Ecology and evolution of ants, mainly in tropical ecosystems.
This project represents a comprehensive study of the ecology and evolution of tropical ants at the community, species and population levels. It is based on unique data set of samples collected from 17 sites in New Guinea and northern Australia. The study examines species distributional data combined with their population and species phylogenetic relationships across a large regional spatial scale. We used several different standartized collection methods (e.g. Wincler extractors, hand colecting, pitfall-traps, baits, searching of fallen trees) resulting to a broad focus on cryptic, terrestrial and arboreal ant species.
The website dedicated to providing information about the systematics and ecology of the New Guinean ant fauna is available on www.newguineants.org. Our aim is to facilitate access to photographs of specimens, their nests and habitats and provide resources for better knowledge of Melanesian ants.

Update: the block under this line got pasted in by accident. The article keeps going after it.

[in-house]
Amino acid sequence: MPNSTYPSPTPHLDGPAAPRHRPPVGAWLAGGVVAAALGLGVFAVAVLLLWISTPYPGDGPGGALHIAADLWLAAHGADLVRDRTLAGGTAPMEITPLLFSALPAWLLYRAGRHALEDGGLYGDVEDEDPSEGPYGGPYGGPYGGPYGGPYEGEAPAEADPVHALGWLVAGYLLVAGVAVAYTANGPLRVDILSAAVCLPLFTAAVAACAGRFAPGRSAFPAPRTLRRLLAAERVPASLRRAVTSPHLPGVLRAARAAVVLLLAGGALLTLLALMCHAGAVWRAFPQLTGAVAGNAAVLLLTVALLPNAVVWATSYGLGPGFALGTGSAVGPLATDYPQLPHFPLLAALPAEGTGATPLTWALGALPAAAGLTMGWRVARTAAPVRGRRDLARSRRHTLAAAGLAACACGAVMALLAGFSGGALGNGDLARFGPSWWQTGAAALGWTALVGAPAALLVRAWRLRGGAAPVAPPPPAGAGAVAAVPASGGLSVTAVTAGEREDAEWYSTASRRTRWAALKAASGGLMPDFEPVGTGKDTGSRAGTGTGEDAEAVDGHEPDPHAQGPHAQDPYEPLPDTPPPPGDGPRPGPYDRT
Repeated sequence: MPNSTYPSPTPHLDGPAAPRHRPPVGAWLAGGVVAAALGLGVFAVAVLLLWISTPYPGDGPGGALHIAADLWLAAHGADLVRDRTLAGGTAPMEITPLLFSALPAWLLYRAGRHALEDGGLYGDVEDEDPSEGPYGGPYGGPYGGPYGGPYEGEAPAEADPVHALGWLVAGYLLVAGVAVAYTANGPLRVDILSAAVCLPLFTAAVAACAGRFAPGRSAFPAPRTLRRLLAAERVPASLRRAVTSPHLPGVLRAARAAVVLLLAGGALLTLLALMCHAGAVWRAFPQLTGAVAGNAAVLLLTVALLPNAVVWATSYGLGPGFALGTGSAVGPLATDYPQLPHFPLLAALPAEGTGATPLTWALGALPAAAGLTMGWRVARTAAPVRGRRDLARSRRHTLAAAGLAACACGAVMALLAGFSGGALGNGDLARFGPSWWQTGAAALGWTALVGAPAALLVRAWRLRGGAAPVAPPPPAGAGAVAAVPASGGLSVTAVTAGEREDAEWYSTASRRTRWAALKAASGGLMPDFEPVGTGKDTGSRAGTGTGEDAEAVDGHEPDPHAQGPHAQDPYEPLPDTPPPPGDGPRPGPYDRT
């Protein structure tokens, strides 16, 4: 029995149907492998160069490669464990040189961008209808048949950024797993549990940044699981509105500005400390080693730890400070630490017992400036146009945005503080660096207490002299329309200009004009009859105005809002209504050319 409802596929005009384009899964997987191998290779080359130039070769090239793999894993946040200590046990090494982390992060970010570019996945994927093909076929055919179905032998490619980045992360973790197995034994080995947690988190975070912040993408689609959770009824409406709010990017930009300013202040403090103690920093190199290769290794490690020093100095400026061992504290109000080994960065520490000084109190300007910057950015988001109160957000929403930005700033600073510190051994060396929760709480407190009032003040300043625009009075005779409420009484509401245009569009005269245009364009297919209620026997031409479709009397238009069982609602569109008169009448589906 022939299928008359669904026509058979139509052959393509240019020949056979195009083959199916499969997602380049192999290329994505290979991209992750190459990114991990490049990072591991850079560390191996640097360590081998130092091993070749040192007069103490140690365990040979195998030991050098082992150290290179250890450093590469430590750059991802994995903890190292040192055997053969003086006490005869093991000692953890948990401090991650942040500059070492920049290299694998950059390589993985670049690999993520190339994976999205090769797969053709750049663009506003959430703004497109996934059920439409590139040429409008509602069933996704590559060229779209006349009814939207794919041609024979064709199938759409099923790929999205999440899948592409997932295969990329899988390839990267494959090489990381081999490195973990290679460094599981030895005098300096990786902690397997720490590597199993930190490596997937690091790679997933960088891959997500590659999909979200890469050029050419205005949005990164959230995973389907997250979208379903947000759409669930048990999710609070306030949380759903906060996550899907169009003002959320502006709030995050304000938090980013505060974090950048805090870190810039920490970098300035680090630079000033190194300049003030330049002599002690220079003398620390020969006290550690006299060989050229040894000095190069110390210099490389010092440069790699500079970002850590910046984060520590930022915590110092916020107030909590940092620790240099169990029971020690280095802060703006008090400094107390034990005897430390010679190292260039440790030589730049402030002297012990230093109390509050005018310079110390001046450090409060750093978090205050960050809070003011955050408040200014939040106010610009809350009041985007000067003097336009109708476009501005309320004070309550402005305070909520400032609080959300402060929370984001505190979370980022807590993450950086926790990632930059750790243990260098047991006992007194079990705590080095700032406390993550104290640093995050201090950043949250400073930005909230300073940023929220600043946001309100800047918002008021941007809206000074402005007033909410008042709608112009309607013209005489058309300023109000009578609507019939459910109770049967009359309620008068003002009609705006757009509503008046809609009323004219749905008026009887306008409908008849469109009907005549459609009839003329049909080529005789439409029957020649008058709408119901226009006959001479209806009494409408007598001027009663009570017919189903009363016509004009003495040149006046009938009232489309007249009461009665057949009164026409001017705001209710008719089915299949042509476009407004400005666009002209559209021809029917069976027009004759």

The canopies of tropical forest trees still belongs to the least known natural habitats in the world. However, arboreal insect species are rarely studied due to the limited access to the canopy and methods as canopy fogging. Its known that ants represent the majority of arthropod biomass in tropical forest canopies. Here, we use three different methodological approachs a) single rope technique b) searching for the ant nests and foragers in fallen trees and c) construction of a special canopy ant bait stations to manipulate their activity in trees. Aim of the project is to get a good picture about the arboreal ant diversity and activity and to study their role in ant-herbivore-plant food-webs in tropical forests. For the first results of the project see:
Janda M., Konecna M. (2010) Canopy assemblages of ants in a New Guinea rainforest. Journal of Tropical Ecology 27: 83-91.
Klimeš P., Janda M., Ibalim S., Kua J. and Novotný V. (2011) Experimental suppression of ants foraging on rainforest vegetation in New Guinea: testing methods for a whole-forest manipulation of insect communities Ecological Entomology 36: 94–103.
Klimeš P., Idigel C., Rimandai M., Fayle T.M., Janda M., Weiblen G.D. and Novotny V. (2012) Why are there more arboreal ant species in primary than in secondary tropical forests? Journal of Animal Ecology (In Press).